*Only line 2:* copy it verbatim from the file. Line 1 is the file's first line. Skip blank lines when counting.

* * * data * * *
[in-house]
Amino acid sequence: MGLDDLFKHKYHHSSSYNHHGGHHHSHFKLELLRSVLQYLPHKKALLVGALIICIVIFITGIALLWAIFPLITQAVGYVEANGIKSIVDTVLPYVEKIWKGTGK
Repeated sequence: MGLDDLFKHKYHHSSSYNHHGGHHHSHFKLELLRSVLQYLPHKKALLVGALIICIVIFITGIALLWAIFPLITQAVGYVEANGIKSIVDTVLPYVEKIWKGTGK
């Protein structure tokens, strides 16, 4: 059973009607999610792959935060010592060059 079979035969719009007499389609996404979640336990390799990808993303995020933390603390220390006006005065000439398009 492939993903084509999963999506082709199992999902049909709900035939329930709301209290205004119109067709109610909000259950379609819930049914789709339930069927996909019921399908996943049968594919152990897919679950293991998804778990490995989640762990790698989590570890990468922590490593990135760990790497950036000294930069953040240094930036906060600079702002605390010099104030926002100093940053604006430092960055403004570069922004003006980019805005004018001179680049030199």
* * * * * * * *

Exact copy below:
Amino acid sequence: MGLDDLFKHKYHHSSSYNHHGGHHHSHFKLELLRSVLQYLPHKKALLVGALIICIVIFITGIALLWAIFPLITQAVGYVEANGIKSIVDTVLPYVEKIWKGTGK